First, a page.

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Ludlow, Roger (1590–1664), colonial official and jurist, was the son of Thomas Ludlow of Maiden Bradley, Wiltshire, and Jane Pyle. Educated at Balliol College, Oxford in 1610 and the Inner Temple in 1612, he married Mary Endicott, the sister of John Endicott, an early governor of Massachusetts Bay. The couple had at least six children. In early 1630 Ludlow was elected an assistant of the Bay company, at which time he removed himself and his family to the new colony, helping to establish the town of Dorchester. Regularly reelected an assistant, Ludlow was chosen deputy governor in 1634. He was left out of office in 1635, apparently because of differences with more liberal political developments in the colony concerning the popular election of magistrates, and perhaps because of his plans to move again, this time to the Connecticut River along with other Massachusetts settlers. One of the founders of Windsor, he served during the next year (1636–1637) under the authority of a Massachusetts commission as presiding magistrate for the three towns that were forming the nucleus of Connecticut: Windsor, Hartford, and Wethersfield. He was reelected a magistrate or assistant for the next seventeen years, except when in 1642 and 1648 he served as deputy governor of Connecticut....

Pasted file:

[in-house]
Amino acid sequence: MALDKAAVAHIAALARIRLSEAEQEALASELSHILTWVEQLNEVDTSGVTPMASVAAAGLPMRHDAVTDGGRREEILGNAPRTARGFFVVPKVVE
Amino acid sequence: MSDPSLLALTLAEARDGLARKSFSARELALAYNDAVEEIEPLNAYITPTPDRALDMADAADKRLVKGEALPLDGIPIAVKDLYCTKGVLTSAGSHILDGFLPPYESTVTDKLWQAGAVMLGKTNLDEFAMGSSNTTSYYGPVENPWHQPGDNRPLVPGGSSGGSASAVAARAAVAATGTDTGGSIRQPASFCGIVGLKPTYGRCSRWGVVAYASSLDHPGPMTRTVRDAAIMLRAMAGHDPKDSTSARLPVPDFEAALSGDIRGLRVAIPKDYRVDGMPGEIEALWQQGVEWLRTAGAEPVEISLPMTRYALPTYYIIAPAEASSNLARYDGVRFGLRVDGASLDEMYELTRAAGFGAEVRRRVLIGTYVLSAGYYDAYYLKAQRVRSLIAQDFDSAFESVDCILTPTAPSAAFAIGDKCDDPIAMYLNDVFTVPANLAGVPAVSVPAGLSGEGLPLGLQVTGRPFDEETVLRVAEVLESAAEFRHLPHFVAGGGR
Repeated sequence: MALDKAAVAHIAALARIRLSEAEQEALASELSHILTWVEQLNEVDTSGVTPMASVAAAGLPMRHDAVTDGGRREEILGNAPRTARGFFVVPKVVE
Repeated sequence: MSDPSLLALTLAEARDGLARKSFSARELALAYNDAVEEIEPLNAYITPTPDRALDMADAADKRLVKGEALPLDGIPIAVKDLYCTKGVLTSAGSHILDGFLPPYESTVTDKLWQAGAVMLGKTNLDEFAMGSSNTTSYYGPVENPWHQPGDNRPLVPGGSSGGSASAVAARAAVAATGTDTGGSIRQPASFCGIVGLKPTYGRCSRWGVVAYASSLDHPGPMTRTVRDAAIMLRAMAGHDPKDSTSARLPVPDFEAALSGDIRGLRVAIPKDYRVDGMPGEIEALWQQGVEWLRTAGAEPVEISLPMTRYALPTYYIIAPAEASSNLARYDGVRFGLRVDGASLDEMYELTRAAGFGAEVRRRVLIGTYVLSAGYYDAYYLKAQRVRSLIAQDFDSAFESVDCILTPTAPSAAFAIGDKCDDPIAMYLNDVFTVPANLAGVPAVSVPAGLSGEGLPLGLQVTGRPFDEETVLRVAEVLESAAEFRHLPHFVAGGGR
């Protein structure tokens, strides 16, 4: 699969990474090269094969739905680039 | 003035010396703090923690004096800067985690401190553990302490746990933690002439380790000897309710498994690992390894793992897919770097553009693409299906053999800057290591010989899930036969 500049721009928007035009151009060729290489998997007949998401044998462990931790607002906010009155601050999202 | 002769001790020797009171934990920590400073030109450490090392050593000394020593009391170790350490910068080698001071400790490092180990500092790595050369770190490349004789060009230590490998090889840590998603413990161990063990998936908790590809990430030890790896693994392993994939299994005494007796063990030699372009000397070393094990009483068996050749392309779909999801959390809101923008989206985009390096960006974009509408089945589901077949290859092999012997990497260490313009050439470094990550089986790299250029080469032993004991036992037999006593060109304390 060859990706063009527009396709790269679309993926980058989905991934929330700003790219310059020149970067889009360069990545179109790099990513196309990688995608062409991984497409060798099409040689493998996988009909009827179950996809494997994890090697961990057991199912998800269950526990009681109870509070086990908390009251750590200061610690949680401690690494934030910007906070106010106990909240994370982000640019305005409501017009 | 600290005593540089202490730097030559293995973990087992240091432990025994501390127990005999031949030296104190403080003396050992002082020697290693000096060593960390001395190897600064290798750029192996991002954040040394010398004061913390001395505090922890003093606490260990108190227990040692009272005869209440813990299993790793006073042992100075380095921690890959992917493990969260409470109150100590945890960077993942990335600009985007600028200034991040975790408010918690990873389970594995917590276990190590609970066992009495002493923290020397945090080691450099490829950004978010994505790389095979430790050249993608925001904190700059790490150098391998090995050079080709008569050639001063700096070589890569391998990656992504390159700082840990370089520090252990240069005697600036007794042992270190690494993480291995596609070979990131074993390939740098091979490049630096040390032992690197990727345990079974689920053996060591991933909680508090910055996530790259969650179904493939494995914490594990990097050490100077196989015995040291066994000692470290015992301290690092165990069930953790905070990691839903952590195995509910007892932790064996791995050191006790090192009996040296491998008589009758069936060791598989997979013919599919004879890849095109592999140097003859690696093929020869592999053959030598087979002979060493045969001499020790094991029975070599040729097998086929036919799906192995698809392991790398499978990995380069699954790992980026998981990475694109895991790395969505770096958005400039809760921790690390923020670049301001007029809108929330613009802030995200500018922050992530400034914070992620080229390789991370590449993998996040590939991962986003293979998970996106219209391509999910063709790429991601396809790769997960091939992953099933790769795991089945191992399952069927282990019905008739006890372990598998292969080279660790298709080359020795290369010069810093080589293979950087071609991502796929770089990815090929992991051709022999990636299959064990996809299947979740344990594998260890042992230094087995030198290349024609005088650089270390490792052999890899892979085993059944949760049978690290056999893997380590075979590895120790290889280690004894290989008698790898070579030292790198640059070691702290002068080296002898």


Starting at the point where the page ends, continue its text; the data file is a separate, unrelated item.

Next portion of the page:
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Morgan, Sir Henry (1635–25 August 1688), buccaneer, planter, and lieutenant governor, was born in Llanrhymny, Wales, the son of Robert Morgan. His mother’s name is not known. Little is known of Morgan’s years in Wales. In a letter that he wrote to the Lords of Trade in 1680, Morgan said of his education that he “left the schools to [ ...

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Nicolls, Matthias (1626– July 1693), New York government official and jurist, was born in Plymouth, England, and baptized on 29 March 1626, the son of Matthias Nicolls, a minister of the Church of England, and Martha Oakes. The Reverend Mr. Nicolls, who was from the landed gentry, died in 1631. Martha Nicolls moved to Plympton with her son, who in time studied law in London at two Inns of Court, Inner Temple and Lincoln’s Inn. He was admitted to the bar at Lincoln’s Inn in 1649 and for the next fifteen years was a barrister in London. During this period he married Abigail Johns; they had at least four children....